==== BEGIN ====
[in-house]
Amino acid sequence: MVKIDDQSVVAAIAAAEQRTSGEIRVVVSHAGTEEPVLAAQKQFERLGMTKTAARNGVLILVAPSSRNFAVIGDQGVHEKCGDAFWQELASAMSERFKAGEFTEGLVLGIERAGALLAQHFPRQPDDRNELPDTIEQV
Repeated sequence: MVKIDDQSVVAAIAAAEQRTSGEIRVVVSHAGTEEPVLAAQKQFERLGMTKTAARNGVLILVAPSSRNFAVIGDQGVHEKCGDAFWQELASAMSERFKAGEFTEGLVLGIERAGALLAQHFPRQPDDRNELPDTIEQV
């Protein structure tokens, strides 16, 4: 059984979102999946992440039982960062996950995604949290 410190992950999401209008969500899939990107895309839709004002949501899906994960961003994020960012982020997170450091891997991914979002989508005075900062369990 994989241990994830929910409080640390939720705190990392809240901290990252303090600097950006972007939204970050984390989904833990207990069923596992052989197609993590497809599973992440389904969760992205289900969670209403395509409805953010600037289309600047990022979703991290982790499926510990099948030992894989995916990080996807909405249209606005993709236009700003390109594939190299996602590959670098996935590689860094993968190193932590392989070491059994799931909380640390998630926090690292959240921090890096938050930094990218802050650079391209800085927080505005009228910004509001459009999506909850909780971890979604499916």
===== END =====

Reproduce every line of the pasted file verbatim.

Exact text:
[in-house]
Amino acid sequence: MVKIDDQSVVAAIAAAEQRTSGEIRVVVSHAGTEEPVLAAQKQFERLGMTKTAARNGVLILVAPSSRNFAVIGDQGVHEKCGDAFWQELASAMSERFKAGEFTEGLVLGIERAGALLAQHFPRQPDDRNELPDTIEQV
Repeated sequence: MVKIDDQSVVAAIAAAEQRTSGEIRVVVSHAGTEEPVLAAQKQFERLGMTKTAARNGVLILVAPSSRNFAVIGDQGVHEKCGDAFWQELASAMSERFKAGEFTEGLVLGIERAGALLAQHFPRQPDDRNELPDTIEQV
């Protein structure tokens, strides 16, 4: 059984979102999946992440039982960062996950995604949290 410190992950999401209008969500899939990107895309839709004002949501899906994960961003994020960012982020997170450091891997991914979002989508005075900062369990 994989241990994830929910409080640390939720705190990392809240901290990252303090600097950006972007939204970050984390989904833990207990069923596992052989197609993590497809599973992440389904969760992205289900969670209403395509409805953010600037289309600047990022979703991290982790499926510990099948030992894989995916990080996807909405249209606005993709236009700003390109594939190299996602590959670098996935590689860094993968190193932590392989070491059994799931909380640390998630926090690292959240921090890096938050930094990218802050650079391209800085927080505005009228910004509001459009999506909850909780971890979604499916």